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Excerpt from Oral History Interview with Geddes Elam Dodson, May 26, 1980. Interview H-0240. Southern Oral History Program Collection (#4007) See Entire Interview >>

Families in a mill village try to maintain a connection to the farm

Like many first-generation mill employees, Dodson's father had wanted to retain his connection to the agricultural life. Unlike many others, however, his position as a mill supervisor provided him with enough salary to make that desire possible. Here Dodson describes returning to the farm to harvest the crop produced there, and anecdotes related to this trip continue for several minutes.

Citing this Excerpt

Oral History Interview with Geddes Elam Dodson, May 26, 1980. Interview H-0240. Southern Oral History Program Collection (#4007) in the Southern Oral History Program Collection, Southern Historical Collection, Wilson Library, University of North Carolina at Chapel Hill.

Full Text of the Excerpt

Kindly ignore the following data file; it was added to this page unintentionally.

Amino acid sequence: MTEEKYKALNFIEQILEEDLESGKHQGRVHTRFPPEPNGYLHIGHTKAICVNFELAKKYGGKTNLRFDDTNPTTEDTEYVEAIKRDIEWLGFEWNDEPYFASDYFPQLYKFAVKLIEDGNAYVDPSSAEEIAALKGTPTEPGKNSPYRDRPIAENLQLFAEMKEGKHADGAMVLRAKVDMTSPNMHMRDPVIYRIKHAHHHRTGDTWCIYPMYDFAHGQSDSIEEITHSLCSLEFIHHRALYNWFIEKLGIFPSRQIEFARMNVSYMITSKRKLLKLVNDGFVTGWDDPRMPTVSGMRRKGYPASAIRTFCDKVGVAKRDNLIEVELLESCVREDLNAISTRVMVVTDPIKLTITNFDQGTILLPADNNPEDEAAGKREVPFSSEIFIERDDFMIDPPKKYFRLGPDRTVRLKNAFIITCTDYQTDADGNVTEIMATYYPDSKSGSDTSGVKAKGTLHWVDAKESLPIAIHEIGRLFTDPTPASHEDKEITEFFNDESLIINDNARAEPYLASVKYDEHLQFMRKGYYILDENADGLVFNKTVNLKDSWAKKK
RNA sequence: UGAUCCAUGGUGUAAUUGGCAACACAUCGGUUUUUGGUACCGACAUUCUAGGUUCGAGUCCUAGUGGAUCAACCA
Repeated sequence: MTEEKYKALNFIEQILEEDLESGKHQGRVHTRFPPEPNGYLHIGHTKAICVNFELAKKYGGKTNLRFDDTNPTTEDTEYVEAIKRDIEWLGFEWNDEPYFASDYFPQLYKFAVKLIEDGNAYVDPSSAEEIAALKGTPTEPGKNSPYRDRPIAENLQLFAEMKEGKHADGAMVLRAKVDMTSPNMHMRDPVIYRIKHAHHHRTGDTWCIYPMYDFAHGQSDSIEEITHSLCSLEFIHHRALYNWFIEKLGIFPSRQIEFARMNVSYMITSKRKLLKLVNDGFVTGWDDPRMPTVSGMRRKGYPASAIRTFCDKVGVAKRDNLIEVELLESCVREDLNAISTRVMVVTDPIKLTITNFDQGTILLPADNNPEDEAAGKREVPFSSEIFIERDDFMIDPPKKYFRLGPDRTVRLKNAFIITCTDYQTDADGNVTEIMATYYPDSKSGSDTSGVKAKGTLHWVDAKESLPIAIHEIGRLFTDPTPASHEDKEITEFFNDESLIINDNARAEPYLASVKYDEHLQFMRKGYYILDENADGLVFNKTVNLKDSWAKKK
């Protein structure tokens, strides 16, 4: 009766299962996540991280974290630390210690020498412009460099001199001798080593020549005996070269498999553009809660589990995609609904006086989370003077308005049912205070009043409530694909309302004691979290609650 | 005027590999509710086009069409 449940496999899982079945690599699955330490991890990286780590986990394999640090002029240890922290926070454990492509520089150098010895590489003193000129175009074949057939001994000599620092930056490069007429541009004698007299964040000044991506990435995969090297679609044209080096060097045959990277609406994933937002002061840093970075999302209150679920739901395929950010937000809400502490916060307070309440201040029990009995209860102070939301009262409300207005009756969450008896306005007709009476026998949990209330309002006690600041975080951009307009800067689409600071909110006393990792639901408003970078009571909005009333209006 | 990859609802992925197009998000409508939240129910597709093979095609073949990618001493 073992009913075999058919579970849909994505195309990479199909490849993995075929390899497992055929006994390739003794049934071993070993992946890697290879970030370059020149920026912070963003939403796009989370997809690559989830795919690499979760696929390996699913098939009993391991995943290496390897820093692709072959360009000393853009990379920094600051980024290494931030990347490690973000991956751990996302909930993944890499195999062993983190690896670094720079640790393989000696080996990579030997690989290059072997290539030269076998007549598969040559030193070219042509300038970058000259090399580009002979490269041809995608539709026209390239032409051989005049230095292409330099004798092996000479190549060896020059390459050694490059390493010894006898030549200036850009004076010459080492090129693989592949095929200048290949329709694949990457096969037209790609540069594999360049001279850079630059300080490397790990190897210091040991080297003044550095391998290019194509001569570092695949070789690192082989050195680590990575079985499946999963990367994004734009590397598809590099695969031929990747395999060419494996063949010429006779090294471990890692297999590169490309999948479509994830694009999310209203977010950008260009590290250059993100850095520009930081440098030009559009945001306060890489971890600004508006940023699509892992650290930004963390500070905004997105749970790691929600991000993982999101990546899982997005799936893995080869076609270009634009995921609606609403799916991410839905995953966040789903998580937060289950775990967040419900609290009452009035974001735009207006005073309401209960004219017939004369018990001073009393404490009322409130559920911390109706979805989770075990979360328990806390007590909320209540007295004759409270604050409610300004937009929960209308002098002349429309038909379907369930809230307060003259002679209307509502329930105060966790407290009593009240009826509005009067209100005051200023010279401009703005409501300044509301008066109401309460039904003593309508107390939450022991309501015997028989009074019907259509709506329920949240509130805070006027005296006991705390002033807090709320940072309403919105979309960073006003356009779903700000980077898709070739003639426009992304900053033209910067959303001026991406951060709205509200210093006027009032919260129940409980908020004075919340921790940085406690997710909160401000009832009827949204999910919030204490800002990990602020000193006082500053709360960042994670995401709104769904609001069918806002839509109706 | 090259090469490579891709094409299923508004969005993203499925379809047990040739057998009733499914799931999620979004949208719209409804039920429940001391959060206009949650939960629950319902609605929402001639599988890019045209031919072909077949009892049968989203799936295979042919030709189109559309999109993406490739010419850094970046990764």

My daddy had had a stroke, and he wasn't able to fix any more looms. He had a stroke shaving one Sunday night, getting ready to go to work the next morning. He sold his house on Vance Street over there before he had this stroke and bought him a little farm up in Pickens County. Thirty-eight acres with three branches running through it, and the Saluda River was the line on it. It was an ideal little farm. He had the money to pay for it when he sold our house on Vance Street, but he just paid half of it down and took the other half and bought his plows and wagon and the big old mule. It was in World I, had a "U.S." stamped on one of his hips on the back. And that bugger could pull a load, and I don't mean maybe. And my daddy rented that farm out in Pickens and let a fellow make a crop on it one year. And he decided he wanted to come back to the mill before he'd gathered the crop. And so my daddy let him come back, and he took me out of the mill, and he and I went up there and gathered the crop and stayed up there in that old log cabin.